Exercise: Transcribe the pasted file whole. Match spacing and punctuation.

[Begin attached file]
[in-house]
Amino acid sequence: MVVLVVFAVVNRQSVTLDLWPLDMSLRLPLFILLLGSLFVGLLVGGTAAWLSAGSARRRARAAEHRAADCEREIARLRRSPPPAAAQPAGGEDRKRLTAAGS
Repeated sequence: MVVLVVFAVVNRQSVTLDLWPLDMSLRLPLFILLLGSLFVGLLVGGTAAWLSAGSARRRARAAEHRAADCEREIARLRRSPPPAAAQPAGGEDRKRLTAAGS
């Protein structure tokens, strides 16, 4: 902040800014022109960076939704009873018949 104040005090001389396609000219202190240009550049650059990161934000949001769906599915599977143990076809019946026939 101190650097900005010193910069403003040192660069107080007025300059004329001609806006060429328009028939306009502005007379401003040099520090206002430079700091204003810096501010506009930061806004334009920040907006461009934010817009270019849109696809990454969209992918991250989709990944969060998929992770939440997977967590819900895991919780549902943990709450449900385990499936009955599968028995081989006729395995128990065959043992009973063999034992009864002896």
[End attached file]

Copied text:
[in-house]
Amino acid sequence: MVVLVVFAVVNRQSVTLDLWPLDMSLRLPLFILLLGSLFVGLLVGGTAAWLSAGSARRRARAAEHRAADCEREIARLRRSPPPAAAQPAGGEDRKRLTAAGS
Repeated sequence: MVVLVVFAVVNRQSVTLDLWPLDMSLRLPLFILLLGSLFVGLLVGGTAAWLSAGSARRRARAAEHRAADCEREIARLRRSPPPAAAQPAGGEDRKRLTAAGS
């Protein structure tokens, strides 16, 4: 902040800014022109960076939704009873018949 104040005090001389396609000219202190240009550049650059990161934000949001769906599915599977143990076809019946026939 101190650097900005010193910069403003040192660069107080007025300059004329001609806006060429328009028939306009502005007379401003040099520090206002430079700091204003810096501010506009930061806004334009920040907006461009934010817009270019849109696809990454969209992918991250989709990944969060998929992770939440997977967590819900895991919780549902943990709450449900385990499936009955599968028995081989006729395995128990065959043992009973063999034992009864002896």